Personally, I have limited interest in trustless systems. For my uses, they are extremely expensive, bad for the environment, and worst of all, they expose me to unnecessary risk.

We should use crypto technologies to improve our existing web of trust, instead of promoting a safe-haven for criminals. We should support organizations who use public key cryptography and blockchains to improve transparency, and enable forks. The most competitive organizations in the future will use crypto technology to create higher levels of trust upon our existing web, and I can't wait to help make that happen.

Eric Vicenti

Hello, world! I'd love to jump into the crypto-blockchain-web3-metaverse, but before I do, let's see what it is like to publish content with mainstream web technologies.

Publishing Goals

My goal is to publish content on the web that is entirely under my control, and costs me nothing.

Unfortunately, these goals are inherently at odds. It always costs server resources to save and distribute content. Fortunately, content websites are very affordable if you don't publish large videos or files. If you're willing to give up some control, you can get a website that is entirely free. And if you're willing to spend about $10/month to a variety of providers, you can create a website that is entirely under your control.

Today we can make some minor compromises to strike a nice balance: we will only pay for a domain name (At a cost of ~$10/year), so we keep full control of our web presence, but we will rely on proprietary services to host our code, run builds, and host public web files. We will demonstrate using the free plans provided by GitHub and Netlify.

Tech Choices, oh my!

What principles do we use to decide on our tech stack?

First of all, I would never encourage you to get stuck on a proprietary service that tries to seize control of your content and web presence. Although I will occasionally reccomend proprietary service providers, I always try to choose providers that build upon open technology and allow relatively easy migratations to other services.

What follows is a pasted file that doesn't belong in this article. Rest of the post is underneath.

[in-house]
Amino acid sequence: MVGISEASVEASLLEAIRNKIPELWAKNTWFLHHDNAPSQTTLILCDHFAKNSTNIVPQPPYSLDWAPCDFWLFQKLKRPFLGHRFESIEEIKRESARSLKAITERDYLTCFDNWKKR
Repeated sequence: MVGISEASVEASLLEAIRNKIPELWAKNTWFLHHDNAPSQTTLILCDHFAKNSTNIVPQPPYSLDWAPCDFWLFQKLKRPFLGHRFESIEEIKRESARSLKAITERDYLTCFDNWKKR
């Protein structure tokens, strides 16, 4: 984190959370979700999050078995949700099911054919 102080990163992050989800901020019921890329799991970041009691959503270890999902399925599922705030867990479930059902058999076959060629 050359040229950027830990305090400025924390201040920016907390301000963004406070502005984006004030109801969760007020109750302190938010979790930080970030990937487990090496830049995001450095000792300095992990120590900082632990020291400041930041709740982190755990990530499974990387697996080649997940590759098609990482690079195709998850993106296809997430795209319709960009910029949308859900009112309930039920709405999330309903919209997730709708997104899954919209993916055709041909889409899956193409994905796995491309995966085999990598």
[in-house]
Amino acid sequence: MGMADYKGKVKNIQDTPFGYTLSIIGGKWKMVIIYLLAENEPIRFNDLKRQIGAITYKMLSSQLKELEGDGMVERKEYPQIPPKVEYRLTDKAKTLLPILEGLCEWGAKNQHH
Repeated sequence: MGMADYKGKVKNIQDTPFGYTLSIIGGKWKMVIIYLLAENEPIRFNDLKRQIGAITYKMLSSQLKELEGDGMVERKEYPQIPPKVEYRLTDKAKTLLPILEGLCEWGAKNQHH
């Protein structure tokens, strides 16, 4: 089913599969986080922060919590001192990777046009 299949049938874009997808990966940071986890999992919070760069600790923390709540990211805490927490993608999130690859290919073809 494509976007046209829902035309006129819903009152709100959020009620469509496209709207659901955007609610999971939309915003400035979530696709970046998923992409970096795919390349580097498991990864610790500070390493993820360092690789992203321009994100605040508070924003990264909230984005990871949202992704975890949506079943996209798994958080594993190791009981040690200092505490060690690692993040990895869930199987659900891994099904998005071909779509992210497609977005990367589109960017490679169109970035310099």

As with any web site, we will be building on HTTPS, HTML, CSS, and Javascript. Generally I use TypeScript because it provides additional robustness and clarity over Javascript. And I use React because it provides a powerful component system that works on all platforms including mobile apps. Once you're familiar with TypeScript and React, you can use the component ecosystem to quickly build apps on any platform.

Our Requirements

Before we decide on the technology, we first need to specify the requirements clearly.

  • Publish Markdown content to the web with minimal hassle
  • Support client-side React components
  • Publish custom static files
  • Service providers should be free or almost free
  • Widely-supported open-source technology

So our needs are oriented towards static content publishing, rather than a full-blown dynamic application.

The Solution

Given these requirements, Docusaurus is the best fit, although my opinion here is biased because I helped create it when I worked on the Open Source team at Facebook.

Usually I'd use Next.js for web projects, and Remix is an exciting new framework in the React ecosystem. However, Docusaurus is meant to get out of your way so you can focus on content, without spending hours on CSS and configuration. Considering the emphasis on Markdown and considerable out-of-the-box functionality, I think it is the best choice when you need to quickly publish written content on the web.

Lets get started!


If you want to follow along, install NodeJS and git on your computer.

For those watching the video: jump into the linked post so you can click links and copy commands.

I use VSCodium to work on my code, the open source version of VSCode. You'll need some tool like this to edit your code, and you'll want to use this to help you commit with git.

You'll also want a GitHub account. I reccomend setting up SSH authentication by creating a key pair on your computer and adding it to your GitHub account.

For our web identity we will need to buy a domain name, and use a domain name (DNS) server host such as CloudFlare. Usually DNS is provided for free by your domain registrar. For this project, my domain is hosted on, and I will use CloudFlare as my DNS provider.